Two of the most famous figures in the Democratic Party, Senators Joseph Lieberman and Hillary Clinton, have introduced the Media Marketing Accountability Act of 2001, which, among other things, would make it illegal to market or promote adult-rated rap and rock-and-roll albums to kids under 17 and would empower the Federal Trade Commission to decide which R-rated films may be marketed to minors.

In April, Senator Clinton said, "If you label something as inappropriate for children and then go out and target it to children, you are engaging in false and deceptive advertising." And this summer Democrats, occasionally joined by some Republicans, have browbeaten entertainment-industry leaders at Congressional hearings, accusing them of evading the rating system and selling salacious material to young people. But the R rating on films doesn't mean kids under 17 shouldn't see them; it means they shouldn't see them without an adult. Many parents want their kids to see such R-rated films as Billy Elliot and Erin Brockovich. As for records, the "parental advisory" sticker informs the buyer that the record contains profanity, but it does not have an age recommendation.

Lieberman disingenuously says, "We're not asking the FTC to regulate content in any way, or even to make judgments about what products are appropriate for children." But that's precisely what his radical bill does. It empowers the FTC to "establish the criteria" for new ratings for records and films, and would legally require record companies and film studios to create and implement "an age-based rating or labeling system." Marketing would be deemed to be targeting minors if "the Commission determines that the advertising or marketing is otherwise directed or targeted to minors." With the FTC defining marketing to minors on the basis of FTC-mandated ratings criteria, backed by the crippling financial penalties for "unfair or deceptive acts or practices," it would be able to decide which music and movies could be mass-marketed and thus, by and large, which ones would be released.

Lieberman and Clinton apparently believe that federal bureaucrats are the ideal arbiters of the appropriateness of entertainment for teenagers. Lieberman told, "We know the difference between Schindler's List and Saving Private Ryan and some of the slasher flicks that are aimed at teenage boys. That's a decision best left to the administrative agency."

Two days before the legislation was introduced, the FTC issued a surreal report that criticized record companies for advertising stickered albums on the World Wrestling Federation TV show SmackDown! because 36 percent of its audience is under 18. So according to the FTC it's OK for younger teens to watch guys knocking the living daylights out of each other, but it's not OK to sell rap music to those same kids! Not surprisingly, more than 70 percent of the albums the FTC monitored were by African-American artists. (The FTC also included the rock band Rage Against the Machine, whose lyrics are frequently political, on the list.) At the Hip-Hop Summit in June, attended by African-American leaders including Cornel West, Martin Luther King III, Louis Farrakhan and several black members of Congress, even those who criticized the content of certain albums agreed that this legislation is dangerous and unfair.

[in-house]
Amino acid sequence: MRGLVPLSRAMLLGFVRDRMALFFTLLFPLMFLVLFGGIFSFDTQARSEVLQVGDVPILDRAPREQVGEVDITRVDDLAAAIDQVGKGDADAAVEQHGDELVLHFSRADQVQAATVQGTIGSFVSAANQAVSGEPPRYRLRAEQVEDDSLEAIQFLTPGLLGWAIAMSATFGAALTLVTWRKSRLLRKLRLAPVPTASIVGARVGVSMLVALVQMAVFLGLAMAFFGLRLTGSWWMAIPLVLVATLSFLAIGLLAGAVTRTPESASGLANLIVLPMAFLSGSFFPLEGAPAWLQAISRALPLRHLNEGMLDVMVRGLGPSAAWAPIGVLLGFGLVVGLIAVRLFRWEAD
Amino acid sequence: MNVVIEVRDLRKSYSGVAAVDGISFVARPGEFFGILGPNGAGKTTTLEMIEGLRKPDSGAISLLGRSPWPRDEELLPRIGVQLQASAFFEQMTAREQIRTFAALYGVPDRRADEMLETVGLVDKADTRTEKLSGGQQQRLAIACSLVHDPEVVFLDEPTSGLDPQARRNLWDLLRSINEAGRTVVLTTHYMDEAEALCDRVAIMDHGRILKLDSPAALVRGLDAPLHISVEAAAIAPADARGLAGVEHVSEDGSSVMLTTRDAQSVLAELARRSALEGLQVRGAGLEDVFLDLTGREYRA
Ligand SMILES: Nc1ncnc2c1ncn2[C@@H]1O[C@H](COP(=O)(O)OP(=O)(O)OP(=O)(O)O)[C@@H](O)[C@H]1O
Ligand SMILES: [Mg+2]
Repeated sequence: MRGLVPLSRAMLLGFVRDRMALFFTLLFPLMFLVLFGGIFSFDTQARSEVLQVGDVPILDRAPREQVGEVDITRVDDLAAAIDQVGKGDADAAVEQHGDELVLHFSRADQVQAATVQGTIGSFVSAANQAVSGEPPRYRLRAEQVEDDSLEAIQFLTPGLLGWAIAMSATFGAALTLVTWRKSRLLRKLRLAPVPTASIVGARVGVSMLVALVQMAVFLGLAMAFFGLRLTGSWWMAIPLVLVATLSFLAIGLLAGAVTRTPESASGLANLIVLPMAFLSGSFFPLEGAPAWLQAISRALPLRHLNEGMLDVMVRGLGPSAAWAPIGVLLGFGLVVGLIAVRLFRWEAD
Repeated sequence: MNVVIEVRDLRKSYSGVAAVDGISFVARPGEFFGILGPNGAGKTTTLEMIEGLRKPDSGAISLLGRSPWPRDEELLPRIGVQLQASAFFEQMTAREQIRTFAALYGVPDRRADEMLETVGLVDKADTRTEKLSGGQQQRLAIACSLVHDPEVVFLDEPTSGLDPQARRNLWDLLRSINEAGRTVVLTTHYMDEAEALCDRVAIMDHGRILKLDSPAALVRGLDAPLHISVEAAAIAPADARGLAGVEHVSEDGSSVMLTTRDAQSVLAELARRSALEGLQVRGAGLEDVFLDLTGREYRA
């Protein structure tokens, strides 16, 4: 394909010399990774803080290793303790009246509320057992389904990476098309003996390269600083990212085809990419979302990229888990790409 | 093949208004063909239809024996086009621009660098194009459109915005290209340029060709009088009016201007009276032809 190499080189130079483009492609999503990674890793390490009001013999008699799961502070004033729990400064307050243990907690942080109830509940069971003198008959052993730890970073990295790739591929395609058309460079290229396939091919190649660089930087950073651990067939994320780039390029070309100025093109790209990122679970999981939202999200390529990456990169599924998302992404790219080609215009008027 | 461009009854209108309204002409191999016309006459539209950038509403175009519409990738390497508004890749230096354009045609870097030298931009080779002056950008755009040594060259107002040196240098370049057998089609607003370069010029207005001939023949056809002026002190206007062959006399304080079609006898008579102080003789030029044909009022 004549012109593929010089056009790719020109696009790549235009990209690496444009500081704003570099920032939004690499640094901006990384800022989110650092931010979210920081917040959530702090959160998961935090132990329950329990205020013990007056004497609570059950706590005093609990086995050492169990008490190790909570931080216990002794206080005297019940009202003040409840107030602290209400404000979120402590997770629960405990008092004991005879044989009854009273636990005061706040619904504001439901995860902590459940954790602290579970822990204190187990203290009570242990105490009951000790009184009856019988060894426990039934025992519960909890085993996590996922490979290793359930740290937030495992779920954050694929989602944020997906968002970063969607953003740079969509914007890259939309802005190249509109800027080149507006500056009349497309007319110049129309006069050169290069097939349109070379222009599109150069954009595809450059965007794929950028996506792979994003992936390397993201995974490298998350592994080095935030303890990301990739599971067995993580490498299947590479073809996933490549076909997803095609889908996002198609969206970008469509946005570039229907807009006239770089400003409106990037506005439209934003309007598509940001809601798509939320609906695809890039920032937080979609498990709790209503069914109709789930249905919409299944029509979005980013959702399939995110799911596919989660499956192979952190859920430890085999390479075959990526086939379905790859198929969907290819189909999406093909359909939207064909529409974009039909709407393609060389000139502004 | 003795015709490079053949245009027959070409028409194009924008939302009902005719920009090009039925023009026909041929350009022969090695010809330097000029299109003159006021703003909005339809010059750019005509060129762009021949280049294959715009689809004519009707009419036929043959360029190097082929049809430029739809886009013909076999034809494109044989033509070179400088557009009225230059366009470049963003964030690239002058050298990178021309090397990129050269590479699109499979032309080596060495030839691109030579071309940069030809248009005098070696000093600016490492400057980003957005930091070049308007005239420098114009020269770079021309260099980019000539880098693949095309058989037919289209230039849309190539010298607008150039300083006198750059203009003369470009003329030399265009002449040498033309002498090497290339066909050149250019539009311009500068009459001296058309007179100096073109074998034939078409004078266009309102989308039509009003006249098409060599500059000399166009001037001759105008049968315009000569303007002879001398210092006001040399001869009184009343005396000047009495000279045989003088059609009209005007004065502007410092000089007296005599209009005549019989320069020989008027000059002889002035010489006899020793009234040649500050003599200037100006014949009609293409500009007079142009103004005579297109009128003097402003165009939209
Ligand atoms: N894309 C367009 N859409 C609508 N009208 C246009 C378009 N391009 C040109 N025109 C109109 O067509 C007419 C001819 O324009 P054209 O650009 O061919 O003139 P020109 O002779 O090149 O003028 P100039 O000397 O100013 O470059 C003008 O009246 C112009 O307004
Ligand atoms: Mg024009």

While the FTC investigation was conducted in response to the Columbine murders, Lieberman is a one-man slippery slope who makes no bones about his desire to regulate nonviolent dirty words, complaining that "the leading music companies…have been doing little if anything to respond to the FTC report and curb the marketing of obscenity-laced records to kids."

Although the Washington elite focuses its rhetoric on corporations, young people view these outbursts as attacks on youth culture. Just as baby boomers didn't view Bob Dylan and the Beatles as "products" of CBS and EMI, today's young people view rap and rock music as their own culture, which appears to be precisely what middle-aged pundits hate about it. George Will, for example, castigated rap lyrics last September on ABC's This Week. Six months later, Will lavished praise on Sopranos executive producer David Chase for his creation. Both Eminem's Slim Shady and Chase's Tony Soprano are violent, bigoted characters whose humanity and contradictions are nonetheless illuminated by their creators. The primary difference is that rap is the cultural language of young people.

Obviously, people of good will disagree about culture, and there is nothing wrong with fierce criticism of any genre. But Lieberman et al. want to go far beyond criticism. They want government to have veto power over the marketing, and thus the economic viability, of entertainment.

By supporting this legislation Democrats may pick up a few "swing voters" who like the symbolism of entertainment-bashing, but in doing so they risk alienating young voters, fans of pop culture of all ages and civil libertarians. It is hard to imagine the young people who still turn out in the thousands to hear Ralph Nader speak at campuses being attracted by Lieberman's approach. Voter turnout among young people is at an all-time low, around 28 percent; and according to Voter News Service, while Clinton had a 12-percentage-point margin over Bush among 18-29 year olds in 1992 and a 19-percentage-point margin in 1996, Gore-Lieberman won this demographic by a mere 2 percent in 2000. None of the published postelection analyses by Democrats have focused on restoring turnout or Democratic margins among young voters.

Condescending to, alienating and demeaning young people is bad morally and bad politically. No progressive movement has ever succeeded without young people. Continued culture-bashing by Democrats opens the door for more erosion of their natural base to culture-savvy libertarians like Jesse Ventura.